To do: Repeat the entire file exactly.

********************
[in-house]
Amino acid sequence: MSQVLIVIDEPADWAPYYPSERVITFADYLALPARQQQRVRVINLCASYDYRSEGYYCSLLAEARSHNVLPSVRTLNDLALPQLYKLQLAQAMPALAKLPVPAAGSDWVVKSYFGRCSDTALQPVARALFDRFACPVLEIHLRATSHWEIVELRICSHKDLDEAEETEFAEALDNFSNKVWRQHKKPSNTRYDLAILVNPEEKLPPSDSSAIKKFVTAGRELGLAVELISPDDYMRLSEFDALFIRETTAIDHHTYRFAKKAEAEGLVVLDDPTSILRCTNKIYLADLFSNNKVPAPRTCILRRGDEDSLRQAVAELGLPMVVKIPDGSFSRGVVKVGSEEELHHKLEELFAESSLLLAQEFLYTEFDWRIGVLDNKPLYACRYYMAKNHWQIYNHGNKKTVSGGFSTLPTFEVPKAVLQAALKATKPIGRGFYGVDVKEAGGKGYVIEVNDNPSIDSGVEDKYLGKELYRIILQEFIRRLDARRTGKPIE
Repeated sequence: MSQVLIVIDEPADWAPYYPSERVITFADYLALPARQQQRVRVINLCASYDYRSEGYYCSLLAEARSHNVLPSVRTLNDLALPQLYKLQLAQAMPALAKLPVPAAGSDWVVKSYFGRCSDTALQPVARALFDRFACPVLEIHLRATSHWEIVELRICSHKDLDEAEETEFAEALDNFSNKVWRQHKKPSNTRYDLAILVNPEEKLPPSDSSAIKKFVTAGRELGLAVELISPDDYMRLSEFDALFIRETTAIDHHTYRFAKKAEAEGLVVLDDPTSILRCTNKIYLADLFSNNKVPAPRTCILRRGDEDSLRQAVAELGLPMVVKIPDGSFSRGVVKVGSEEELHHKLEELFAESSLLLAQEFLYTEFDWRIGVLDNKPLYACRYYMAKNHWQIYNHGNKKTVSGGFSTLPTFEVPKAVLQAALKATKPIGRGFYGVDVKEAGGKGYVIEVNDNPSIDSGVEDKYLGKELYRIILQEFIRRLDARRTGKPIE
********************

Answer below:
[in-house]
Amino acid sequence: MSQVLIVIDEPADWAPYYPSERVITFADYLALPARQQQRVRVINLCASYDYRSEGYYCSLLAEARSHNVLPSVRTLNDLALPQLYKLQLAQAMPALAKLPVPAAGSDWVVKSYFGRCSDTALQPVARALFDRFACPVLEIHLRATSHWEIVELRICSHKDLDEAEETEFAEALDNFSNKVWRQHKKPSNTRYDLAILVNPEEKLPPSDSSAIKKFVTAGRELGLAVELISPDDYMRLSEFDALFIRETTAIDHHTYRFAKKAEAEGLVVLDDPTSILRCTNKIYLADLFSNNKVPAPRTCILRRGDEDSLRQAVAELGLPMVVKIPDGSFSRGVVKVGSEEELHHKLEELFAESSLLLAQEFLYTEFDWRIGVLDNKPLYACRYYMAKNHWQIYNHGNKKTVSGGFSTLPTFEVPKAVLQAALKATKPIGRGFYGVDVKEAGGKGYVIEVNDNPSIDSGVEDKYLGKELYRIILQEFIRRLDARRTGKPIE
Repeated sequence: MSQVLIVIDEPADWAPYYPSERVITFADYLALPARQQQRVRVINLCASYDYRSEGYYCSLLAEARSHNVLPSVRTLNDLALPQLYKLQLAQAMPALAKLPVPAAGSDWVVKSYFGRCSDTALQPVARALFDRFACPVLEIHLRATSHWEIVELRICSHKDLDEAEETEFAEALDNFSNKVWRQHKKPSNTRYDLAILVNPEEKLPPSDSSAIKKFVTAGRELGLAVELISPDDYMRLSEFDALFIRETTAIDHHTYRFAKKAEAEGLVVLDDPTSILRCTNKIYLADLFSNNKVPAPRTCILRRGDEDSLRQAVAELGLPMVVKIPDGSFSRGVVKVGSEEELHHKLEELFAESSLLLAQEFLYTEFDWRIGVLDNKPLYACRYYMAKNHWQIYNHGNKKTVSGGFSTLPTFEVPKAVLQAALKATKPIGRGFYGVDVKEAGGKGYVIEVNDNPSIDSGVEDKYLGKELYRIILQEFIRRLDARRTGKPIE